2023 Hyundai Ioniq 6: What We Know So Far
This electric sedan aims to lure shoppers away from Tesla with sleek design and competitive pricing.
Hyundai has discontinued its four-door Ioniq Hybrid and repurposed the model name for a full lineup of electric vehicles, the first of which, the Ioniq 5 crossover, recently hit showrooms. Now the automaker is following up this effort with a midsize sedan called the Ioniq 6. The car rides on the same platform as the Ioniq 5 and shares some of its parts, but the Ioniq 6 pulls its long-arching roofline and dramatic side crease from the Hyundai Prophecy concept. Production has yet to begin, but here’s what we can tell you about this EV so far.
2023 Hyundai Ioniq 6 Pricing
Hyundai hasn’t announced pricing, but we expect the Ioniq 6 to start somewhere in the mid-$40,000s when it arrives early next year.
2023 Hyundai Ioniq 6 Range, Power, and Charging
The base Ioniq 6 will come with one motor on the rear axle and a 53-kWh battery. Hyundai will offer a long-range 77.4-kWh pack, which shoppers can pair with one motor (for rear-wheel drive) or two (for all-wheel drive). We don’t have EPA-estimated efficiency figures yet, but Hyundai says the large battery should provide 340 miles of range.
Power ratings for the single-motor models remain a mystery, but the dual-motor, all-wheel-drive Ioniq 6 will make 320 hp and Hyundai claims will scoot to 60 mph in about 5.0 seconds, which is slow for the class. The all-wheel-drive Tesla Model 3 Long Range and Polestar 2 make that sprint in 4.2 seconds.
With its 800-volt electrical architecture, Hyundai says the sedan needs just 18 minutes on a 350-kW fast-charger to revive the battery from 10% to 80%. Further, owners can use the car’s battery to power electric gadgets (e.g., laptops, generators, camping equipment, etc.) when necessary.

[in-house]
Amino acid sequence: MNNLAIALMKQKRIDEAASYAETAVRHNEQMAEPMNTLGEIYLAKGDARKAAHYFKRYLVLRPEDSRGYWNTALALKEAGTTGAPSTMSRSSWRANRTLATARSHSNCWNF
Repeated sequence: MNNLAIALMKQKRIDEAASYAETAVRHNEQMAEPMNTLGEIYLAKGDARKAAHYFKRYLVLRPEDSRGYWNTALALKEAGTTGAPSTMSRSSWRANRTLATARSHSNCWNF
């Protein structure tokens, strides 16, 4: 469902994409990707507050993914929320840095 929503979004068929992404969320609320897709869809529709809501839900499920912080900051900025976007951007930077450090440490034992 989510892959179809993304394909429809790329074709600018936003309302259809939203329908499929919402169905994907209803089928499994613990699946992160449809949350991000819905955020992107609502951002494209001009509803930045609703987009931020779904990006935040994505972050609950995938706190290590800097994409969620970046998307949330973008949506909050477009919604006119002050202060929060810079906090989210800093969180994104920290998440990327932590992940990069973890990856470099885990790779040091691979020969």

2023 Hyundai Ioniq 6 Interior and Features
Inside you’ll find a 12.3-inch infotainment screen and an equally large digital gauge cluster. Go through the menu options and you’ll come across a setting for ambient lighting, where you can choose one of 64 colors or six dual-color themes to brighten the cabin.
Apple CarPlay and Android Auto are both present, as are four USB-C charging ports and one USB-A, as well. Plus, the infotainment system allows you to pair two phones simultaneously via Bluetooth, so the car will recognize incoming calls and play audio from either device.
Helping to alleviate range anxiety, the Ioniq 6’s native navigation system can consider the car’s remaining range and display a safe travel radius on the map. It will also suggest routes with charging stations as needed.
Certain trim levels use sustainable interior materials, such as door paint made from vegetable oils and carpet made from recycled fishing nets. And Hyundai looks to cut waste and maximize passenger room by installing slimmed-down seats. If you want something more comfortable, you can option the front-row lounge chairs, which recline deeply so you can relax or even take a snooze while waiting for the car to charge.
As for storage space, there is a small frunk as well as a reasonably sized rear cargo hold that can fit two sets of golf clubs. You can also stow a bag underneath the floating center console, which houses the window and door-lock controls.
Lastly, there’s the active safety kit: Hyundai equips the Ioniq 6 with its standard driver-assistance tech (i.e., lane-keeping, automatic high-beams, forward collision assist, etc.), but there are some niftier features, too. For instance, this car receives Hyundai’s blind-spot-view monitor, which displays a live feed of the blind spot in the instrument panel when the driver signals a lane change. And the adaptive cruise control system learns your driving style and attempts to mimic it; on the highway, it works in conjunction with another system that centers the car in its lane and, in certain circumstances, carries out lane-change requests you indicate.